Waiting and the Customer Experience


One of our recent clients is a financial institution serving Caribbean customers. Their interest is in boosting customer service levels, and hopefully gaining a competitive advantage that will result in greater market-share, margins and profits.

This shouldn’t be too hard.

The service rendered by the financial houses in the region is seen by most as mediocre at best, and no company stands out in either the research or in anecdotes in the level of service provided. Our job is to find clues that will assist the client in gaining all that it can to break out of the pack.

One clue that we have found has to do with waiting.

Waiting times, according to the research conducted by De Man, Vandaele and Gemmel of the University of Gent, can be seen to be made up of two parts that seem to be approximately equal in weight: the actual wait, as measured in minutes and hours, and the perceived wait as determined by the experience of the customer. It is becoming clear from the research that if a company is committed to providing better service in this area, then it must become skillful in reducing both kinds of waiting time simultaneously.

To put it simply, at the end of the day it is the customer’s experience that counts, and little else, in defining the level of service delivered.

As a formally trained Operations Researcher, I learned a multiplicity of of tools that can be used to tackle the problem of reducing measured waiting times, ranging from queuing theory to digital simulation, to stochastic modeling. Fortunately for me, I have completely forgotten how to use them!

These tools are helpful, but when used in isolation they are less than useful. Millions of dollars can be spent on process changes that end up making no difference to the customer’s perception.

On the other hand, a company that systematically addresses not just measured times but psychological waiting time is marching more in time to Einstein’s tune, in which time (and space) are relative phenomena. His theories were proven decades after he developed them when empirical evidence was gathered that showed that he was correct in his thinking.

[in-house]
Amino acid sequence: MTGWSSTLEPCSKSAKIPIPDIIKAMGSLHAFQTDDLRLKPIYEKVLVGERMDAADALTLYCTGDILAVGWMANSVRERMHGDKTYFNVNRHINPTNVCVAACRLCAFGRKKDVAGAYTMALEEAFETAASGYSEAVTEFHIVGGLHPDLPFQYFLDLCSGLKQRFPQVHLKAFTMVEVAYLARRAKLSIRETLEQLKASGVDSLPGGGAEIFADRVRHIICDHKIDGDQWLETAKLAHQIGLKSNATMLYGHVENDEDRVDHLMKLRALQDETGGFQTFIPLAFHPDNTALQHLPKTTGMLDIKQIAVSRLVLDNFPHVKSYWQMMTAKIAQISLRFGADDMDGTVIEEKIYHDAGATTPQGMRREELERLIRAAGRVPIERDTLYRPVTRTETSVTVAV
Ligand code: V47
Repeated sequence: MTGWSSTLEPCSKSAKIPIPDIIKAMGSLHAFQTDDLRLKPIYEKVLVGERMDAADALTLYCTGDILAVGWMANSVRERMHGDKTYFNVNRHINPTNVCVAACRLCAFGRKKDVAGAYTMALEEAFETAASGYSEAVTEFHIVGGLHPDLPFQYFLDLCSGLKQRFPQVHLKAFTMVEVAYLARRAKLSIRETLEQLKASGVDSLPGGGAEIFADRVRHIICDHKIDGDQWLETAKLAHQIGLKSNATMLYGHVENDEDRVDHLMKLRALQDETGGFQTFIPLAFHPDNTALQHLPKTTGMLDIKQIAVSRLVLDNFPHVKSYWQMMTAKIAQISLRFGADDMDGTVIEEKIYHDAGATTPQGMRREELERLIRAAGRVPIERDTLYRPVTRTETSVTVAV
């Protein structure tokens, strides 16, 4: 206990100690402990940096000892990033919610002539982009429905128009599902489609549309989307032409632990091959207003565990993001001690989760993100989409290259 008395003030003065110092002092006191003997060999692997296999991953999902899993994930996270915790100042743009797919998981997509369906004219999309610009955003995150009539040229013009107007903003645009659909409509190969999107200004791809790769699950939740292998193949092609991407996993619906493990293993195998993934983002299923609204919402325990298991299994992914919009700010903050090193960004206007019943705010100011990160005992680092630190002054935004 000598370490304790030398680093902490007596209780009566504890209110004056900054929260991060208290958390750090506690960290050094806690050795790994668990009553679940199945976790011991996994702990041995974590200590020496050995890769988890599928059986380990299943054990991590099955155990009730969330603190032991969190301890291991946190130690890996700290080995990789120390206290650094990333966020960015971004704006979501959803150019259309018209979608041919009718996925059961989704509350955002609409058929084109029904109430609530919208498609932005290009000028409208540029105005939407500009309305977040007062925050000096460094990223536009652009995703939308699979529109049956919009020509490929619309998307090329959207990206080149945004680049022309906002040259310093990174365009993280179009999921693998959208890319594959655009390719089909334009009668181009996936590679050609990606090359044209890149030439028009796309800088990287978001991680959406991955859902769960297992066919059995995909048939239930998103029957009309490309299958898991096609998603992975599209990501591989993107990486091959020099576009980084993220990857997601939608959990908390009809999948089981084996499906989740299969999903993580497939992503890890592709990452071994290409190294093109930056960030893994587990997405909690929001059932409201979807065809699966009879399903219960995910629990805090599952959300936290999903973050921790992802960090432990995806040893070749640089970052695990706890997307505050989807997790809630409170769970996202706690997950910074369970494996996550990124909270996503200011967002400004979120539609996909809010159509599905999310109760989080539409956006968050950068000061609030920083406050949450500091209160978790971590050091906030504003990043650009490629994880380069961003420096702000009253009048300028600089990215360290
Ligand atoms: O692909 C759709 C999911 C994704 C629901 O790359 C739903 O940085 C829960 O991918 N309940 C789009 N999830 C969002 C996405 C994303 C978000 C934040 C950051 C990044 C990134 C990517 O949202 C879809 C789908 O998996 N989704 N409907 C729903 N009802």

The University of Gent researchers conducted the first empirical study to prove what many researcher have been saying since the early 1990’s — there are specific techniques that can be used to improve customer satisfaction. Some of the techniques include:

  • telling the customer how long a wait is likely to be
  • explaining why the wait will be as long as it will be
  • advising and updating the customer on the progress of the activities on which they are waiting
  • providing effective distractions for the customer that occupy their attention during the wait

Each of these techniques has been found to be useful in changing the customer’s perception of the length of the wait, and their overall perception of the quality of service being received.

Here in the Caribbean, banking is seen as one of those exceedingly time-wasting activities, moreso than many other activities that take less measured time. People carry books, radios and family members to their lines at financial institutions — anything to alter what for many is often a mind-numbing experience.

Most banks provide little more than an extremely sterile and secure environment, free of amenities such as bathrooms, and distractions of any kind. Many are quite proud of this fact. Some are even intent on making it hard for customers to stay in the establishment for too long a time, and are quick to usher them out the door, or encourage them to go elsewhere.

The first financial insitution in the region that is able to change this important aspect of the customer’s experience would win my business, and probably that of many others.